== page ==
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Prevalence of G6PD deficiency and distribution of its genetic variants among malaria-suspected patients visiting Metehara health centre, Eastern Ethiopia

Abstract

Background

Glucose-6-phosphate dehydrogenase (G6PD) is cytosolic enzyme, which has a vital role for the integrity and functioning of red blood cells. Lower activity of this enzyme leads to the occurrence of acute haemolytic anaemia after exposure to oxidative stressors like primaquine. Primaquine is an important drug for the radical cure of Plasmodium vivax and blocking transmission of Plasmodium falciparum, and thereby enhancing malaria elimination. However, there is a need to identify G6PD deficient individuals and administer the drug with caution due to its haemolytic side effects. The main objective of this study is to determine the prevalence of G6PD deficiency among malaria-suspected individuals.

Methods

A facility-based cross-sectional study was conducted from September 2020 to September 2021 in Metehara Health Centre, Eastern Ethiopia. A structured questionnaire was used to collect the socio-demographic and clinical information of the study participants. Capillary and venous blood samples were collected based on standard procedures for onsite screening, dried blood spot preparation, and malaria microscopy. The G6PD enzyme activity was measured by careSTART™ G6PD biosensor analyzer. Data was entered and analysed by SPSS.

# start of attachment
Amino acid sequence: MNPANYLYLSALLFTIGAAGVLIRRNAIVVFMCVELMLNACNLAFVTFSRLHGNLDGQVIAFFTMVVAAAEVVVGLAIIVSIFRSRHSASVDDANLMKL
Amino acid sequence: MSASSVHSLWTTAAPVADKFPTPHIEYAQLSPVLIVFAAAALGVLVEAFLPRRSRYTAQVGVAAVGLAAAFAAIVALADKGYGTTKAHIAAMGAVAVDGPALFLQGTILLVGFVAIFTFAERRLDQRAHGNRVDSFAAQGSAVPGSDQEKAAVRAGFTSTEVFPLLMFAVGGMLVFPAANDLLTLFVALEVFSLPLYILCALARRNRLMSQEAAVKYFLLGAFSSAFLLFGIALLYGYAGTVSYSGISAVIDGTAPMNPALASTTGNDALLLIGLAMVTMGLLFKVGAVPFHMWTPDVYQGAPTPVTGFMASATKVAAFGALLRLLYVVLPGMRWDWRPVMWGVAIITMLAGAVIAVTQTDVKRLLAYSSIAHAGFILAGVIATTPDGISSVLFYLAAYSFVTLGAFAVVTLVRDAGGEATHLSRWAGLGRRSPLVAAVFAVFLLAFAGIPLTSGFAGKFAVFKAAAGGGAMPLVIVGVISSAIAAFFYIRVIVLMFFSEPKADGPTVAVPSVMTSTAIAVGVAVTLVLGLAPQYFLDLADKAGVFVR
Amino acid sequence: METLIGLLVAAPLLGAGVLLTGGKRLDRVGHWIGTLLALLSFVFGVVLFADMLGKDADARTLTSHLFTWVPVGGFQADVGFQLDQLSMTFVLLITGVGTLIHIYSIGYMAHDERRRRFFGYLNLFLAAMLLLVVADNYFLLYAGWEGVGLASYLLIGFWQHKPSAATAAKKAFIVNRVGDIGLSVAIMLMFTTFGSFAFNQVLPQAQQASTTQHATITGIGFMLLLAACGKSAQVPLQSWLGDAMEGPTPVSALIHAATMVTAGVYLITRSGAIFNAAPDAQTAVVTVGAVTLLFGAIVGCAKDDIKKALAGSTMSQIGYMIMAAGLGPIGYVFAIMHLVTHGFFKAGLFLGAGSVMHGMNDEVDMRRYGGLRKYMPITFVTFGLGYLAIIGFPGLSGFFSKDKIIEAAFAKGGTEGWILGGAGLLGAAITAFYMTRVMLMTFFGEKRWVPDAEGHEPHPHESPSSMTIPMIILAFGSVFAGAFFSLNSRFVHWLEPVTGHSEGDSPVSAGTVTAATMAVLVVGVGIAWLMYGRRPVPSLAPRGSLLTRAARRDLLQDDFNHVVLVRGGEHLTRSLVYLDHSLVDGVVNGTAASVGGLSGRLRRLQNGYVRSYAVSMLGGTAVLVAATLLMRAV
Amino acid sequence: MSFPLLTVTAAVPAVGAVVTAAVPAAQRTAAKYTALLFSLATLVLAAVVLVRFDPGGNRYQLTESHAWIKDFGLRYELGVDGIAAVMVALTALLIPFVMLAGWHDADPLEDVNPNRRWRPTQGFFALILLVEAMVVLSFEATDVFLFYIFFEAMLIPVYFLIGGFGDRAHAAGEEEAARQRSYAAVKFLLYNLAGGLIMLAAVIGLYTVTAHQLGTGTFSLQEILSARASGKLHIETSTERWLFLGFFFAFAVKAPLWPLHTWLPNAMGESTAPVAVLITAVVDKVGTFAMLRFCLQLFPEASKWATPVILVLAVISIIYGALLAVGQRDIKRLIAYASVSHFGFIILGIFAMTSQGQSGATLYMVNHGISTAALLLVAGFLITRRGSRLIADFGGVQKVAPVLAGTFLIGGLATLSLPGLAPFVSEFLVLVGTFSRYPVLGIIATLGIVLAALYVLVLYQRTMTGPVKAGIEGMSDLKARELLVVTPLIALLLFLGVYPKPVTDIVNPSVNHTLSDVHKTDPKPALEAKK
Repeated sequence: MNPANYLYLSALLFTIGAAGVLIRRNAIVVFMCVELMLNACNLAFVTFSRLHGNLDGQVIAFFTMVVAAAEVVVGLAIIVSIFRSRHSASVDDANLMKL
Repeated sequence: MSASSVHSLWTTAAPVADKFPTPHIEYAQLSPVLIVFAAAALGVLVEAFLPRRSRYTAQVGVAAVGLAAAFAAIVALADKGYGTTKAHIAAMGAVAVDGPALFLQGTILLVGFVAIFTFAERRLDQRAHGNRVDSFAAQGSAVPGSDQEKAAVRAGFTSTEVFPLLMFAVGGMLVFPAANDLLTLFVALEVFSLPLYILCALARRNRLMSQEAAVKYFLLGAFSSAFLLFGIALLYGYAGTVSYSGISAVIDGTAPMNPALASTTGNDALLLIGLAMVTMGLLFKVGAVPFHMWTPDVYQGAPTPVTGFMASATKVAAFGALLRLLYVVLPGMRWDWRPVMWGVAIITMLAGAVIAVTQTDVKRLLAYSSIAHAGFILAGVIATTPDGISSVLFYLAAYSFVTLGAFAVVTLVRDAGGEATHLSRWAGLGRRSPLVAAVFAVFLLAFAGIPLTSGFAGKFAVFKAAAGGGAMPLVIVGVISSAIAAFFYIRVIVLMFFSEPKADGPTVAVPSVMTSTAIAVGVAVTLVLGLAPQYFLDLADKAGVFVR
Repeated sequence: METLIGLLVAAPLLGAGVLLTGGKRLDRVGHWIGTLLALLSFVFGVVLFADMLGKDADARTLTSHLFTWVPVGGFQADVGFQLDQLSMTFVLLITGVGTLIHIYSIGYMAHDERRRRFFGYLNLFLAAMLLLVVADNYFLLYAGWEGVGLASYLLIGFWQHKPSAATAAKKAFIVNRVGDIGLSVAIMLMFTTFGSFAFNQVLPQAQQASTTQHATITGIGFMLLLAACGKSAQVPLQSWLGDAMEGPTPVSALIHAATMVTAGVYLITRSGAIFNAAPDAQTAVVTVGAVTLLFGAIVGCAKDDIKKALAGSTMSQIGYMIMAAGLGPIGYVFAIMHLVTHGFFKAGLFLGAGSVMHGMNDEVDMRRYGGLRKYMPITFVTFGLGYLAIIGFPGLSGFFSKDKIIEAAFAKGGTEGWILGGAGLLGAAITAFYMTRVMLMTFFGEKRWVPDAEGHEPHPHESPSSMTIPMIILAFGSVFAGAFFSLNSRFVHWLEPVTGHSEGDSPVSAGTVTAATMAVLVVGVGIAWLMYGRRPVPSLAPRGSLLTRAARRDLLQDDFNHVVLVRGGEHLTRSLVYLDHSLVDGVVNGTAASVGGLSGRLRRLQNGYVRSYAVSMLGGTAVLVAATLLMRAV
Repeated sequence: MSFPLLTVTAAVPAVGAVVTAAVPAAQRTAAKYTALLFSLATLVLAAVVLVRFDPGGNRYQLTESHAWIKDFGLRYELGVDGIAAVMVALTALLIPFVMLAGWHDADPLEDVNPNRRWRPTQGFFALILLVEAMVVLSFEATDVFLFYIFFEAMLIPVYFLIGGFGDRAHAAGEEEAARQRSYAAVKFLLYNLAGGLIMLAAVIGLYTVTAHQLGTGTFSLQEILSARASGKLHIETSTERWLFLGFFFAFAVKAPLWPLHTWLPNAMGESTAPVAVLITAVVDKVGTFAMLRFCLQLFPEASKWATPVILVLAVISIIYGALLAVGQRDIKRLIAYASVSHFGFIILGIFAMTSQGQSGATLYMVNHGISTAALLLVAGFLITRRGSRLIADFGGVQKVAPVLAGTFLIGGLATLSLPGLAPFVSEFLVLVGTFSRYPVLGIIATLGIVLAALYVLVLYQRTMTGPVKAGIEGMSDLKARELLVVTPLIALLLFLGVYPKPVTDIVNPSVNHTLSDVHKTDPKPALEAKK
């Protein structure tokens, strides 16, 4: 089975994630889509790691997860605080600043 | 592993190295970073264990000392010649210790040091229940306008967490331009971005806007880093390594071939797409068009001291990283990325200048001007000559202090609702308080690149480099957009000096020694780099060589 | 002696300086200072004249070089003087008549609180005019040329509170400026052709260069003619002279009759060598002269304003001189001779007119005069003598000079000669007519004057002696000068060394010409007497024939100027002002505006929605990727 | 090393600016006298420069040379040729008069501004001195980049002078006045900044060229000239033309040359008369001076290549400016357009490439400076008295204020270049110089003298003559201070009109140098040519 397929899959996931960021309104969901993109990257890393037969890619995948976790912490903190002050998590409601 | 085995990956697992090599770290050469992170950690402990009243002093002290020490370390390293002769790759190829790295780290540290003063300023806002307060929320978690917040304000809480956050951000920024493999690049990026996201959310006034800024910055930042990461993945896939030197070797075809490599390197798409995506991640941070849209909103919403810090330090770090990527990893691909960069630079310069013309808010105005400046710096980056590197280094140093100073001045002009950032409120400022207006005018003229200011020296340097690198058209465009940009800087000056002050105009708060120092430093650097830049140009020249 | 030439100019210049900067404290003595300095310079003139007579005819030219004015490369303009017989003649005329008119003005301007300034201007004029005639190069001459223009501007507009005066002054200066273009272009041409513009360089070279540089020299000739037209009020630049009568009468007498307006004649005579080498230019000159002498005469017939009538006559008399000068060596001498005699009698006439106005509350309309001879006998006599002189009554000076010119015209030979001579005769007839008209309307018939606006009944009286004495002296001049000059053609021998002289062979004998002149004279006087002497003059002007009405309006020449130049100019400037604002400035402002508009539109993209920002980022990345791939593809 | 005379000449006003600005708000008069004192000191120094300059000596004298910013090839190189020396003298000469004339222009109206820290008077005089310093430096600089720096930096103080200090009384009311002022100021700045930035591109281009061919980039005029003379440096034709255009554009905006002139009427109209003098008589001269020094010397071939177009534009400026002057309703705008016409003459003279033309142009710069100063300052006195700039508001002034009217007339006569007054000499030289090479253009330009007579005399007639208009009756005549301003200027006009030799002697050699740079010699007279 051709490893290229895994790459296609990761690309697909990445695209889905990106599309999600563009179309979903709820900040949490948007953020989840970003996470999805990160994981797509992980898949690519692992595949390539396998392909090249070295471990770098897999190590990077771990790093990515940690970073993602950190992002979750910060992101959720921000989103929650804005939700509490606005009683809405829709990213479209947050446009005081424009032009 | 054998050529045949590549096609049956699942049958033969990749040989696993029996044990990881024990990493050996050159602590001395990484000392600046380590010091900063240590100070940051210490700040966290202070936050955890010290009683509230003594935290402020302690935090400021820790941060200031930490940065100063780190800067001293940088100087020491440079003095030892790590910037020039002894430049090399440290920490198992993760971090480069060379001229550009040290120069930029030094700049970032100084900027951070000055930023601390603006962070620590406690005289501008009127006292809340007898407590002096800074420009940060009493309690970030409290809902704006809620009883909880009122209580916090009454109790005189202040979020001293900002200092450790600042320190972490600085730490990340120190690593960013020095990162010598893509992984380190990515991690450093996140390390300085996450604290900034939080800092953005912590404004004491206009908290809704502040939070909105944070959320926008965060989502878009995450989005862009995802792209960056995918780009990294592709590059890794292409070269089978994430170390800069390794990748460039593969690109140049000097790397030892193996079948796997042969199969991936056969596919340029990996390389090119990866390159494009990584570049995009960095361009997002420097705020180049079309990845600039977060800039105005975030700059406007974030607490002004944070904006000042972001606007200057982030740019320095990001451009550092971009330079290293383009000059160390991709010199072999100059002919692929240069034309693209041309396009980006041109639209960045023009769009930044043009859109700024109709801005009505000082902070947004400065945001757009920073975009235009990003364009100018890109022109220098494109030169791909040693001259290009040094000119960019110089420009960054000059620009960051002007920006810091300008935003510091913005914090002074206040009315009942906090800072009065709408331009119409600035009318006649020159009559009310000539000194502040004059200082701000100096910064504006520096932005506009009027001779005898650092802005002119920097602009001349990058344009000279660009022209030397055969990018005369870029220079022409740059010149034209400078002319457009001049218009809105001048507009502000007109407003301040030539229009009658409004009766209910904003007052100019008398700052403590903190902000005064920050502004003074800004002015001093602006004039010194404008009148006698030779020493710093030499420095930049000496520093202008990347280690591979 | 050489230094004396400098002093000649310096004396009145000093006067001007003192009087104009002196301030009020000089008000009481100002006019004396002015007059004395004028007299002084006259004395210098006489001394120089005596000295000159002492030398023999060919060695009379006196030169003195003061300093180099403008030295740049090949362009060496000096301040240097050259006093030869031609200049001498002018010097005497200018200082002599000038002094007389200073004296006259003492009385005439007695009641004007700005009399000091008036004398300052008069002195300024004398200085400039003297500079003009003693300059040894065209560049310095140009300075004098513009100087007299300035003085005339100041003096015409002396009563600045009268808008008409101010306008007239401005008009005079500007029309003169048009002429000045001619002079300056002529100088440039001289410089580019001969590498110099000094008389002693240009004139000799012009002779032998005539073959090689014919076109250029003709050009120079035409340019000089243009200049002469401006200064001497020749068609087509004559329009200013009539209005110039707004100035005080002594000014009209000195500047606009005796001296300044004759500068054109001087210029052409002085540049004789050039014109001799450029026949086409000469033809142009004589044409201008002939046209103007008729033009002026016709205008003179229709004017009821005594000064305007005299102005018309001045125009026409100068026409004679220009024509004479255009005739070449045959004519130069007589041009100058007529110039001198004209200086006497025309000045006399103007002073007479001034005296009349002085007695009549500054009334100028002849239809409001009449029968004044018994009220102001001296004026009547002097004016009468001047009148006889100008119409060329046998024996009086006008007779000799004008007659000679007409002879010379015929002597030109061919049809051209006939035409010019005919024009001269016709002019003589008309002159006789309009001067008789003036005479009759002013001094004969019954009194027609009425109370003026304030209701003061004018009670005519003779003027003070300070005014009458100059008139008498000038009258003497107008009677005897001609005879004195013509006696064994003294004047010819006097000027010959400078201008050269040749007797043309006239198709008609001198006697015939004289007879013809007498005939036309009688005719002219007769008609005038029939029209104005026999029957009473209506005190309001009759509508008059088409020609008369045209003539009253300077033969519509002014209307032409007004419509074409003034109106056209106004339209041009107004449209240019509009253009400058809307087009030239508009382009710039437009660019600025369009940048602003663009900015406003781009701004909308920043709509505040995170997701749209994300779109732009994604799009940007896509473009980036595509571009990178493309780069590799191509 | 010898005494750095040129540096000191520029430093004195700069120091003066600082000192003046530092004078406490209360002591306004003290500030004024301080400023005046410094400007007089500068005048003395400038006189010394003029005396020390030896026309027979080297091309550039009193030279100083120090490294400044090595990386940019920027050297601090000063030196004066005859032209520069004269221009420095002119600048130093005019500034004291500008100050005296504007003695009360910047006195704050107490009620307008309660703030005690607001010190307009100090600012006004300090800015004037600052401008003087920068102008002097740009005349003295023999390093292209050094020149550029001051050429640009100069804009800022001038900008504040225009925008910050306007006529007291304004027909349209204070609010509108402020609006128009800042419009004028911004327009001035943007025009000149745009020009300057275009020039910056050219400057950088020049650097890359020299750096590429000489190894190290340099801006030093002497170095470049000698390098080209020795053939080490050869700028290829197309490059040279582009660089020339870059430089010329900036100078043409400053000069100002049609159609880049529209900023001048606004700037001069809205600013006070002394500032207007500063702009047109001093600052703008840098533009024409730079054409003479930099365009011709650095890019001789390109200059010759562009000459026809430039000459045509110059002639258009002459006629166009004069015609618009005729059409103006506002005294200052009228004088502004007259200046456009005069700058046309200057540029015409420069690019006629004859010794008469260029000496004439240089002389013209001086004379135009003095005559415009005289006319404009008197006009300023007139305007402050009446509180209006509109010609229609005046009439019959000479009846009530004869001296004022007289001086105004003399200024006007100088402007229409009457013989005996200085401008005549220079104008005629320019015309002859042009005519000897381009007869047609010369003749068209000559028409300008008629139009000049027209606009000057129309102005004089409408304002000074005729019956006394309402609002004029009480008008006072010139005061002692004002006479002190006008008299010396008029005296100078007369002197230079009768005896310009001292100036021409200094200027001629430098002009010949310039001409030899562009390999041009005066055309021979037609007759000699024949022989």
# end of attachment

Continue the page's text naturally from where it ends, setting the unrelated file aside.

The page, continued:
Results

A total of 498 study participants were included in the study, of which 62% (309) were males. The overall prevalence of G6PD deficiency based on the biosensor screening was 3.6% (18/498), of which 2.9% and 4.8% were males and females, respectively. Eleven of the G6PD deficient samples had mutations confirmed by G6PD gene sequencing analysis. Mutations were detected in G267 + 119C/T, A376T, and ChrX:154535443. A significant association was found in sex and history of previous malaria infection with G6PD deficiency.

Conclusions

The study showed that the G6PD deficient phenotype exists in Metehara even if the prevalence is not very high. G267 + 119C/T mutation is the predominant G6PD variant in this area. Therefore, malaria patient treatment using primaquine should be monitored closely for any adverse effects.

Background